Doctrine and Covenants 2021
July 5–11. Doctrine and Covenants 76: “Great Shall Be Their Reward and Eternal Shall Be Their Glory”

“July 5–11. Doctrine and Covenants 76: ‘Great Shall Be Their Reward and Eternal Shall Be Their Glory,’” Come, Follow Me—For Sunday School: Doctrine and Covenants 2021 (2020)

“July 5–11. Doctrine and Covenants 76,” Come, Follow Me—For Sunday School: 2021

galaxy in space

Refuge, by Shaelynn Abel

July 5–11

Doctrine and Covenants 76

“Great Shall Be Their Reward and Eternal Shall Be Their Glory”

Like many visions recorded in the scriptures, the vision in section 76 came when Joseph Smith and Sidney Rigdon “meditated upon” the scriptures (verse 19). You too can receive revelation—including guidance about how to teach—as you ponder Doctrine and Covenants 76.

Record Your Impressions

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Invite Sharing

To help class members talk about what they read in Doctrine and Covenants 76, you could invite them to imagine that a friend of another faith asks what we believe about life after death. What verses from section 76 would they share with their friend? Class members could also share something from “Voices of the Restoration: Testimonies of ‘the Vision’” that impressed them.

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Teach the Doctrine

Doctrine and Covenants 76

Salvation comes through Jesus Christ, the Son of God.

  • Many people, when they think of section 76, think about the plan of salvation and the three kingdoms of glory. How can you help class members see that the central figure in this revelation is the Savior Jesus Christ? You could ask class members to share a verse they found in section 76 that strengthened their faith in Jesus Christ. If they need help, you could point them to verses such as 1–5, 20–24, 39–43, 69, 107–8.

  • To help class members explore the differences between those who inherit the three kingdoms of glory, write on the board Celestial, verses 50–70, 92–96; Terrestrial, verses 71–79, 97; and Telestial, verses 81–90, 98–106, 109–12. Class members could select one of the three sets of verses and find phrases that describe the relationship between Jesus Christ and the people who inherit the corresponding kingdom. What do these phrases teach us about being disciples of Jesus Christ? How can we strengthen our relationship with Him and with the Father? How do They reach out to us? What does it mean to be “valiant in the testimony of Jesus”? (verse 79).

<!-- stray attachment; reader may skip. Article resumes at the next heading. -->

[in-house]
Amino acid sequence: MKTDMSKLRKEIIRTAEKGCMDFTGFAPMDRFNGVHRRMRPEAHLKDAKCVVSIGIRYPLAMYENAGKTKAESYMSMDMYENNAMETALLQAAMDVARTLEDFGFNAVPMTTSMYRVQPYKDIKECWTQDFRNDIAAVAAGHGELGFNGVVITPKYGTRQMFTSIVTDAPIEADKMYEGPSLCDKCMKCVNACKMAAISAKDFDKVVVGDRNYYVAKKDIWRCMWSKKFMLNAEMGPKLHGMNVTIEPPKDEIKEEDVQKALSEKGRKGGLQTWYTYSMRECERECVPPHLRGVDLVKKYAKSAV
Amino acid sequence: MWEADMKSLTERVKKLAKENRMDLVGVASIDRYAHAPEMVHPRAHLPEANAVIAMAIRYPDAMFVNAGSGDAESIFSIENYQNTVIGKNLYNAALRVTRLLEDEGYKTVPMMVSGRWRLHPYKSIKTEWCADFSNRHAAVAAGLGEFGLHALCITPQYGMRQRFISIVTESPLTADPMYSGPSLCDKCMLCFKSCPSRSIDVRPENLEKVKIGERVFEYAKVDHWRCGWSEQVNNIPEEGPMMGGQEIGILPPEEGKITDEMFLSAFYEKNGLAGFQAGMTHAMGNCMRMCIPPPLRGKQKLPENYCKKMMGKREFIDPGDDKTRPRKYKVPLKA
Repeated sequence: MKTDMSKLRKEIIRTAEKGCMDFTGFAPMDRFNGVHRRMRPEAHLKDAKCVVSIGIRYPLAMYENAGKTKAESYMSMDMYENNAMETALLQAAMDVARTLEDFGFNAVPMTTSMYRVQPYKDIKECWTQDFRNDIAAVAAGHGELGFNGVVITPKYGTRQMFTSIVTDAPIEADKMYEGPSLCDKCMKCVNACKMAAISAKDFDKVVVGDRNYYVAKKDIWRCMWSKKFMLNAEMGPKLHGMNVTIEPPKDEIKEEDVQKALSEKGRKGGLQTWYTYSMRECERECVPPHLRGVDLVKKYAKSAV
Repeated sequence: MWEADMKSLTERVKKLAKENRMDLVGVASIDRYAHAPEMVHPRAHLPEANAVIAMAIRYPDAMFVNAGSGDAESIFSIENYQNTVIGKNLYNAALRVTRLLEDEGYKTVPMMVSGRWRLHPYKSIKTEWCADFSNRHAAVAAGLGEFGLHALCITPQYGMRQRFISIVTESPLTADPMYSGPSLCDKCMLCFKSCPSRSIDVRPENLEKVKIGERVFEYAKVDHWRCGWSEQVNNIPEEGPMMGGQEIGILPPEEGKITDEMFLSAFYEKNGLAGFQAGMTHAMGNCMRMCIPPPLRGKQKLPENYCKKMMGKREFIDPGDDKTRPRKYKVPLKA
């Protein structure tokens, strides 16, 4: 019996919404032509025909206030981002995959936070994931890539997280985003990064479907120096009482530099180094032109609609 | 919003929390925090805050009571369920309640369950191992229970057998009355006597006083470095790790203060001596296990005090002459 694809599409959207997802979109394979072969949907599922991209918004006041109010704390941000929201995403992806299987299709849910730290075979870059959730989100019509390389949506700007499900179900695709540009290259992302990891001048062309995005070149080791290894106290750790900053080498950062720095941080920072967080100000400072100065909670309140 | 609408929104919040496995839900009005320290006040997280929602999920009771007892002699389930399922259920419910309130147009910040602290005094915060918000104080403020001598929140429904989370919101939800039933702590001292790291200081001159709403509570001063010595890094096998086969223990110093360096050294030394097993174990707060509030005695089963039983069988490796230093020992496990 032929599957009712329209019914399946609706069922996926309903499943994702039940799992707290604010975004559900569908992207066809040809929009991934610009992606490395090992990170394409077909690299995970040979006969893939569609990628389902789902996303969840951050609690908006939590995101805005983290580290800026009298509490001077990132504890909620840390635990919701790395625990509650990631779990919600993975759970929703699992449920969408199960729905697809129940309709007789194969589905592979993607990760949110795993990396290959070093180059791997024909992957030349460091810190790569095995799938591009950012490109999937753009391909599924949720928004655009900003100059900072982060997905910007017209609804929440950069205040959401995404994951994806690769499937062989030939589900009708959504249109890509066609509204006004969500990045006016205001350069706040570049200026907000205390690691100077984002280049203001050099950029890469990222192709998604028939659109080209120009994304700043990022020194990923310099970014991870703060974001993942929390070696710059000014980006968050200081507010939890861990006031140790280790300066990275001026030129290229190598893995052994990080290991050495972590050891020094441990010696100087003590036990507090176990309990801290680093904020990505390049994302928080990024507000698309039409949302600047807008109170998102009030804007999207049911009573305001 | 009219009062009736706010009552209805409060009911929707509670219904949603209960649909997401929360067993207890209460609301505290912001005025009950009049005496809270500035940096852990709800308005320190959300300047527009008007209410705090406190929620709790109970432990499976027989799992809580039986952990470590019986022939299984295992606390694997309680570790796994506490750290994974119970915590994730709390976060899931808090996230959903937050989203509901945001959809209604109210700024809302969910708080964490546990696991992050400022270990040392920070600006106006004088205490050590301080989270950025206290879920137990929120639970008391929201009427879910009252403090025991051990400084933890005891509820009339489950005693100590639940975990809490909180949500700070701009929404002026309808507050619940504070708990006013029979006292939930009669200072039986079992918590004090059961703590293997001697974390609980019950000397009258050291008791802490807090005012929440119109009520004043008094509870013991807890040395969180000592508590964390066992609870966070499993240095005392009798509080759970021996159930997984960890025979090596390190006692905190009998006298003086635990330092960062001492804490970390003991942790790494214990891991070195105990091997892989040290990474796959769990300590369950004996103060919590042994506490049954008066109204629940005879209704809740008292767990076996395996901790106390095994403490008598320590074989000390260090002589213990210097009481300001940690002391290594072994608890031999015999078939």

room in nineteenth-century home

    Joseph Smith saw the vision of the degrees of glory in this room.

Doctrine and Covenants 76:5–10, 113–18

God’s mysteries can only be “understood by the power of the Holy Spirit.”

  • It might be interesting for members of your class to know that not all members of the Church easily accepted the revelation in section 76. For example, Brigham Young said: “My traditions were such, that when the Vision came first to me, it was directly contrary and opposed to my former education. I said, Wait a little. I did not reject it; but I could not understand it.” He explained that he had to “think and pray, to read and think, until I knew and fully understood it for myself” (in “The Vision,” Revelations in Context, 150). What do we learn from his experience that can help us when God reveals things that are different from our current understanding? What does Doctrine and Covenants 76:5–10, 113–18, teach us about how we can receive “the secrets of [God’s] will”? (verse 10).

Doctrine and Covenants 76:50–70, 92–95

God wants all of His children to enjoy celestial glory with Him.

  • To some, it can be discouraging or overwhelming to think of everything that is required of us to qualify for the celestial kingdom. Consider how you can help class members find hope “through Jesus the mediator” (verse 69). For example, you could invite them to read verses 50–70 and 92–95. Invite them to share how they might respond to someone who says, “Living the gospel in today’s world is so hard; I’m not sure it’s worth it” or “I’m just not good enough for the celestial kingdom.” What could we say to inspire or encourage this person?

Improving Our Teaching

Focus on the Savior and His doctrine. “Continually ask yourself, ‘How will what I am teaching help my class members build faith in Christ, repent, make and keep covenants with God, and receive the Holy Ghost?’” (Teaching in the Savior’s Way, 20).